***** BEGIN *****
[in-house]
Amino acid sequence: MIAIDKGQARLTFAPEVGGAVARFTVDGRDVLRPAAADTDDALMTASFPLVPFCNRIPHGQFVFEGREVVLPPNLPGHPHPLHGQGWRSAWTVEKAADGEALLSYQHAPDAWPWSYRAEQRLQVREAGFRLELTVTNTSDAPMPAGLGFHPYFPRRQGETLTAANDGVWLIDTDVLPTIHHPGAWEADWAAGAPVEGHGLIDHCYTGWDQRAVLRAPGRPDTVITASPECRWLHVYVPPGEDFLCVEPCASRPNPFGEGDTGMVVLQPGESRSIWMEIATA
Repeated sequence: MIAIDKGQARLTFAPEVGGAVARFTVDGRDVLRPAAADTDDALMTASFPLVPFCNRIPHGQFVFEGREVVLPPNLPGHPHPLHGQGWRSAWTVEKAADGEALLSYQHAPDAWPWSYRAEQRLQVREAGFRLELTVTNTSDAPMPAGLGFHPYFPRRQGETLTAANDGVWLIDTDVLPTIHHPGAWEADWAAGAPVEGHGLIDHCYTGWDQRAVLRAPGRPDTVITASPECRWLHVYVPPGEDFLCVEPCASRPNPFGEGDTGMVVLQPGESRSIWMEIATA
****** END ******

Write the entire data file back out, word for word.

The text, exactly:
[in-house]
Amino acid sequence: MIAIDKGQARLTFAPEVGGAVARFTVDGRDVLRPAAADTDDALMTASFPLVPFCNRIPHGQFVFEGREVVLPPNLPGHPHPLHGQGWRSAWTVEKAADGEALLSYQHAPDAWPWSYRAEQRLQVREAGFRLELTVTNTSDAPMPAGLGFHPYFPRRQGETLTAANDGVWLIDTDVLPTIHHPGAWEADWAAGAPVEGHGLIDHCYTGWDQRAVLRAPGRPDTVITASPECRWLHVYVPPGEDFLCVEPCASRPNPFGEGDTGMVVLQPGESRSIWMEIATA
Repeated sequence: MIAIDKGQARLTFAPEVGGAVARFTVDGRDVLRPAAADTDDALMTASFPLVPFCNRIPHGQFVFEGREVVLPPNLPGHPHPLHGQGWRSAWTVEKAADGEALLSYQHAPDAWPWSYRAEQRLQVREAGFRLELTVTNTSDAPMPAGLGFHPYFPRRQGETLTAANDGVWLIDTDVLPTIHHPGAWEADWAAGAPVEGHGLIDHCYTGWDQRAVLRAPGRPDTVITASPECRWLHVYVPPGEDFLCVEPCASRPNPFGEGDTGMVVLQPGESRSIWMEIATA